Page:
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All you need to know about electrical discharge machining

June 11, 2024
16 min read
Ioana Neamt

Ioana Neamt

Contributing Writer

We’re about to blow your mind and tell you that everything you thought you knew about EDM is wrong. Sorry to break it to you, but EDM does not, in fact, stand for ‘electronic dance music.’ That’s right, you heard it here first: EDM actually stands for ‘electrical discharge machining,’ and it’s a real banger in the industrial manufacturing sector. 

All jokes aside, electrical discharge machining, otherwise also known as EDM, has nothing to do with parties or dancing to electronic music. Although, some might see the process as a complex dance among different parts and materials. Let’s get right into it. 

What is electrical discharge machining?

Electrical discharge machining, or EDM, is an elaborate manufacturing process that involves cutting or shaping hard materials using electrical discharges between electrodes that are submerged into dielectric fluid. It’s mainly used to shape materials that are difficult to machine using conventional methods, like titanium, Inconel, steel, graphite, or tungsten carbide, to name a few. 

Since EDM does not require the use of mechanical force to remove or shape raw materials, it’s considered a non-traditional or non-conventional manufacturing method. It only works on materials that are electrically conductive, as it relies on electrical discharges to accomplish its task. 

A short history of EDM

Electrical discharge machining sounds like a terribly complex process, so you might be wondering who on Earth came up with it and how? The origin story of EDM goes back all the way to 1770, when British physicist Joseph Priestley observed that electrical discharges had an erosive effect on hard materials.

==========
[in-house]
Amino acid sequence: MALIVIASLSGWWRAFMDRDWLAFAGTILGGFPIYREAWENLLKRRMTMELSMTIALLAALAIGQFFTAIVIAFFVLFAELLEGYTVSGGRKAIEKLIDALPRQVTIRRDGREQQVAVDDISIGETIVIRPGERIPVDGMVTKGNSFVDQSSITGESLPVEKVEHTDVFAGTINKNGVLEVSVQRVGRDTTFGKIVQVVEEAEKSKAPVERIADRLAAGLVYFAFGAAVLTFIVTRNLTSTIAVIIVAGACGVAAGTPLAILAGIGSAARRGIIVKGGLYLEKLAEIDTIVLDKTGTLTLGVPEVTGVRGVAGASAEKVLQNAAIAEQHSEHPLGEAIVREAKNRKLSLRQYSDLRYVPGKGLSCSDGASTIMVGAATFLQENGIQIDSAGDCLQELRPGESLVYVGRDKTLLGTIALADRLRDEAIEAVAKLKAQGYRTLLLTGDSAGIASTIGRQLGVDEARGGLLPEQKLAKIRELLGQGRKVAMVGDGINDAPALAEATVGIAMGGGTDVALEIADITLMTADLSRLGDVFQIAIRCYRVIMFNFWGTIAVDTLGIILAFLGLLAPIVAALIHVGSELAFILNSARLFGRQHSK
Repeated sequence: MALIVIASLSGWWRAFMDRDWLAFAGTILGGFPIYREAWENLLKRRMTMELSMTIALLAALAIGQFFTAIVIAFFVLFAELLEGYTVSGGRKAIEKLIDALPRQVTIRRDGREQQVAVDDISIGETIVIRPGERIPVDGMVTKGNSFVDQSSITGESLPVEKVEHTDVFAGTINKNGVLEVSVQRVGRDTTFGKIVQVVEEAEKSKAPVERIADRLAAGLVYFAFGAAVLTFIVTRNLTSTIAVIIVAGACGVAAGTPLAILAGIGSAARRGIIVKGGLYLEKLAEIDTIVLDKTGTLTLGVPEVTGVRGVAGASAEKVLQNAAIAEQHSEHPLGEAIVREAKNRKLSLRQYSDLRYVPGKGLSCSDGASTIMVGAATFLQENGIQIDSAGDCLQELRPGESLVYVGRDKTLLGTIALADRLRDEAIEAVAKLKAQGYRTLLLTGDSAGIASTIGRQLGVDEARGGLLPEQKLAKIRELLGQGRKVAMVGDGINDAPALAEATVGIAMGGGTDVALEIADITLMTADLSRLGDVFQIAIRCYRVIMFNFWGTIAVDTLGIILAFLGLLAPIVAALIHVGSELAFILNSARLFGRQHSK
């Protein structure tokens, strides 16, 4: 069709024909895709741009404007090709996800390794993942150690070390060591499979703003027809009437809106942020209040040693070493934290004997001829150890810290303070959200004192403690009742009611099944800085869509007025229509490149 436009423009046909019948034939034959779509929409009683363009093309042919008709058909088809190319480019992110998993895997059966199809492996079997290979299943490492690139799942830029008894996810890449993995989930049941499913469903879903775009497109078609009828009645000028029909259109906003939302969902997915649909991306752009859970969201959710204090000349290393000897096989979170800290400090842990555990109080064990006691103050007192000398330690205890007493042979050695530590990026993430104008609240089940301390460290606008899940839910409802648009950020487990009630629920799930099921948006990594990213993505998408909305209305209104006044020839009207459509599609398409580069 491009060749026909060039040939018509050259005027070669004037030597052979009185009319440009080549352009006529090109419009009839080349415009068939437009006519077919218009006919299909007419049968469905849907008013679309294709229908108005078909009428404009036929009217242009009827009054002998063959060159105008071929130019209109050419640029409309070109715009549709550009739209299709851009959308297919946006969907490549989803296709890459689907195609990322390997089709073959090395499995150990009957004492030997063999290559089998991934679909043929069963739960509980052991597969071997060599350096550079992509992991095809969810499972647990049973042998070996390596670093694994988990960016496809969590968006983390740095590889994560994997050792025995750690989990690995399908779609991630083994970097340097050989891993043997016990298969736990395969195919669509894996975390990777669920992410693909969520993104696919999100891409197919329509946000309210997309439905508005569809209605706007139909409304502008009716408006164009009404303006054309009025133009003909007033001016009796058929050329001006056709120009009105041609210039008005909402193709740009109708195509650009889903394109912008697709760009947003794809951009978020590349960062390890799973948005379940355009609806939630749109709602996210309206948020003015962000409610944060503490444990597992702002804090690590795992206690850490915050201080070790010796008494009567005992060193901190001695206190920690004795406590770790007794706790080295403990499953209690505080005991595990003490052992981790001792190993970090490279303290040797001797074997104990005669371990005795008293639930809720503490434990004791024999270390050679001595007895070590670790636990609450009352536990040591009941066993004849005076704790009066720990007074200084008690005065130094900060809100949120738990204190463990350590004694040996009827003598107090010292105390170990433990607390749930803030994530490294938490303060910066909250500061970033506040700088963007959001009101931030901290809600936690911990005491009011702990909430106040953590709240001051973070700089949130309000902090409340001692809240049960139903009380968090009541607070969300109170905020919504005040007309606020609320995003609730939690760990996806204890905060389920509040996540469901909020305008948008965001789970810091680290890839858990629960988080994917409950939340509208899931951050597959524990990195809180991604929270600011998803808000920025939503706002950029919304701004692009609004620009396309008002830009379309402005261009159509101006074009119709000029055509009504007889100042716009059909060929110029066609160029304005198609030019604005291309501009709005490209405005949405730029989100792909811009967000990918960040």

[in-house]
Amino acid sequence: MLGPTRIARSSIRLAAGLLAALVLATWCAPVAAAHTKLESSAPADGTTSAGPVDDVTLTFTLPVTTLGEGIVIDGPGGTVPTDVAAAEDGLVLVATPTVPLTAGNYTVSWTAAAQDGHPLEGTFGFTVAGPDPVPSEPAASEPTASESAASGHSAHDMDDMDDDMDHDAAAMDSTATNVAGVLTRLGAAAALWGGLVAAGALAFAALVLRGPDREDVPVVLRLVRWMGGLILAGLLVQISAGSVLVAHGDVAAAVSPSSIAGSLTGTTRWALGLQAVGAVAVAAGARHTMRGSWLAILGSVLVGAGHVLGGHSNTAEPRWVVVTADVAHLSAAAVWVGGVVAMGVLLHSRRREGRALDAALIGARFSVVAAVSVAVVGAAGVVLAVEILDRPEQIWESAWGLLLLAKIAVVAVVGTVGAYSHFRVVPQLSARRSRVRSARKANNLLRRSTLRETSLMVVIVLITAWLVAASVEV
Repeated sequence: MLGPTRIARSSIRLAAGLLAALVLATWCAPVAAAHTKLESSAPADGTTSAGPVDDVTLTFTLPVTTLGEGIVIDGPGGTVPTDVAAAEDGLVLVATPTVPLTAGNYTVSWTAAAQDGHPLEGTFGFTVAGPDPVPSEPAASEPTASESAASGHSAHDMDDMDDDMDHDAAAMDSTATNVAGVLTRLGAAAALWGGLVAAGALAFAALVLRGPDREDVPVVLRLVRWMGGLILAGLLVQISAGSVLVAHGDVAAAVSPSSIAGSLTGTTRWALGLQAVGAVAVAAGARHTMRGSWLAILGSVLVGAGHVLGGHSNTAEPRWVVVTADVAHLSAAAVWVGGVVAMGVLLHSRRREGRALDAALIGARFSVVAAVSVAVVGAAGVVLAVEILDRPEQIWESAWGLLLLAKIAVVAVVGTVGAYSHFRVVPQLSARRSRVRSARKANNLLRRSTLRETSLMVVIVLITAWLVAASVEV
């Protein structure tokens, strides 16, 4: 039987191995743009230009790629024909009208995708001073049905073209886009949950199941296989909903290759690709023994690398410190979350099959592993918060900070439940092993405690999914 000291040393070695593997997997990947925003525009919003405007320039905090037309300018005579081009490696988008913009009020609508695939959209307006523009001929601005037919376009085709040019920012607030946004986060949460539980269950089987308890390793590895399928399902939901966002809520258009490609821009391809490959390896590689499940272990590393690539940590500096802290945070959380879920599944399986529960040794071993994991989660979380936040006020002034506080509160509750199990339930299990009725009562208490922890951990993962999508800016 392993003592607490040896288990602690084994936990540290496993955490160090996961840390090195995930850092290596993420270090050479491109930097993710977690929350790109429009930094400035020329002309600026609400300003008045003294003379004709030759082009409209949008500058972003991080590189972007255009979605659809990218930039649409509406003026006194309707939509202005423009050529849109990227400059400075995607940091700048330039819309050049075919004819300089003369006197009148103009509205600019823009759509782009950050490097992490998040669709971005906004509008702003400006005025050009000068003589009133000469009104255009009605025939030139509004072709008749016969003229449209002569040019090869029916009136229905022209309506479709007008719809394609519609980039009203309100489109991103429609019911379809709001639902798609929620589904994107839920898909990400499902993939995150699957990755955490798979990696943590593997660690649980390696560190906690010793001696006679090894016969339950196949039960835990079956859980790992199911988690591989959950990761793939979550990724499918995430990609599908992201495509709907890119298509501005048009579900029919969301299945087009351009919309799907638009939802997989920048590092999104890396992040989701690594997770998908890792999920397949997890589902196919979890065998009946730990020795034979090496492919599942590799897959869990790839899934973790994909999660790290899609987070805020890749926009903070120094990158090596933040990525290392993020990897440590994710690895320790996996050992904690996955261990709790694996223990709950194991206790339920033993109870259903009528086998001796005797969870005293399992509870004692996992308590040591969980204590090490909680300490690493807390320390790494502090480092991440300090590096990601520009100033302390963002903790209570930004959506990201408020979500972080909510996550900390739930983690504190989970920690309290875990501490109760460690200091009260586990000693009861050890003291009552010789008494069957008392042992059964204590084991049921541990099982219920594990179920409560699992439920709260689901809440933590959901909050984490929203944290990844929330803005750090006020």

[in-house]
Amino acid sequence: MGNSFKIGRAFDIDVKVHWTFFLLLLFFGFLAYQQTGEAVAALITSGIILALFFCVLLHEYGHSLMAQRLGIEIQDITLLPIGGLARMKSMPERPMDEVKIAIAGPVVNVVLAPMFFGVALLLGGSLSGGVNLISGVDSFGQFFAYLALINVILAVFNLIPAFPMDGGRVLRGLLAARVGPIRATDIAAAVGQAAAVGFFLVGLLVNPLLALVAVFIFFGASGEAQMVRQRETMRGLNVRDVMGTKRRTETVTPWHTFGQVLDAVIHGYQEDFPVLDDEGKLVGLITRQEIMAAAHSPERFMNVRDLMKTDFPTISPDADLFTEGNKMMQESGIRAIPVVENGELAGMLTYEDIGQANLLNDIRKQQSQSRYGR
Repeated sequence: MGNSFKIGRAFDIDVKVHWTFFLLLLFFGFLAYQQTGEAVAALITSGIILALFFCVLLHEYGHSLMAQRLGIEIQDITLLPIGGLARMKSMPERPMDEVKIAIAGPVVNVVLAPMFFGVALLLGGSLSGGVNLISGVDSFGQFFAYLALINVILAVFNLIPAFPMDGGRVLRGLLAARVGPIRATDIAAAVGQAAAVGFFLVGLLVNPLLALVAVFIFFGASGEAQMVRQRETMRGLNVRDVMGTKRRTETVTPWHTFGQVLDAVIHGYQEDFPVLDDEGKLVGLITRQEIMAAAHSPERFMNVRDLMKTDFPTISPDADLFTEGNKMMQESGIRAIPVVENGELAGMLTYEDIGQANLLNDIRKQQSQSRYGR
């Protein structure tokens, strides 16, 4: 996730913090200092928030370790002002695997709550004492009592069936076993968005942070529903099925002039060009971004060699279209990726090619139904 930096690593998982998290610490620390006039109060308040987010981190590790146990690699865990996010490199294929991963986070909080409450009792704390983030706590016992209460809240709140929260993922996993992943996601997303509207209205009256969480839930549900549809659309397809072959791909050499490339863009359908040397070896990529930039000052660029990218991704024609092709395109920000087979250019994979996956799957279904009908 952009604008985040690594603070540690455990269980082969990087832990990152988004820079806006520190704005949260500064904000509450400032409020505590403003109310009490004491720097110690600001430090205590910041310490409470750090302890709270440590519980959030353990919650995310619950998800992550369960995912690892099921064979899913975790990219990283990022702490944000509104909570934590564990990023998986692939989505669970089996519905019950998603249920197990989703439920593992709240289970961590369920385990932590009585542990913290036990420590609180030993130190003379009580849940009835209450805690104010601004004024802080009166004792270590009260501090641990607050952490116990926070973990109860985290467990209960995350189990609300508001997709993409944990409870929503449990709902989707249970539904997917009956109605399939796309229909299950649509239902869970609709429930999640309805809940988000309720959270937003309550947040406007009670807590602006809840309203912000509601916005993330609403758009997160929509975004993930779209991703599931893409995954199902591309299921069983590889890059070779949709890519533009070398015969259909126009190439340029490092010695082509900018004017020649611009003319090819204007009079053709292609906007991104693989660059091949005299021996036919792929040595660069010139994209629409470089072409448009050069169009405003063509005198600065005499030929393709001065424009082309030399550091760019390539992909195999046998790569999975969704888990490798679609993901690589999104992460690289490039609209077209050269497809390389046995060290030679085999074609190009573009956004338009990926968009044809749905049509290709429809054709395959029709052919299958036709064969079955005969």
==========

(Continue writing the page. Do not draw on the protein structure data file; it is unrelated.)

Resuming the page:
Then, in the early 1940s, two Soviet scientists were trying to see if they could prevent erosion of tungsten electrical contacts that occurred due to sparking. Spoiler alert: they failed to figure it out, but they discovered something else in the process, namely that they could control the erosion and manipulate it, if they submerged the electrodes in dielectric fluid. Then they developed the first die-sink EDM machine that could work on materials like tungsten in a controlled and effective manner. 

Of course, competitive as they are, Americans were doing their own research at the same time as the Lazarenkos. Harold Stark, Jack Beaver, and Victor Harding developed their own EDM machine that could work on aluminum castings. And there you have it, that’s how the first EDM machines were created! 

The electrical discharge machining process, explained 

Now it’s time to go into a bit more detail about how electrical discharge machining actually works. But don’t worry, it’s not (quite) as complicated as it seems. 

EDM is also known as spark machining, spark eroding, die sinking, wire burning, or wire erosion — and all these terms give you an idea of what the process of EDM might entail. The key components that are part of the EDM process include, but are not limited to, the following: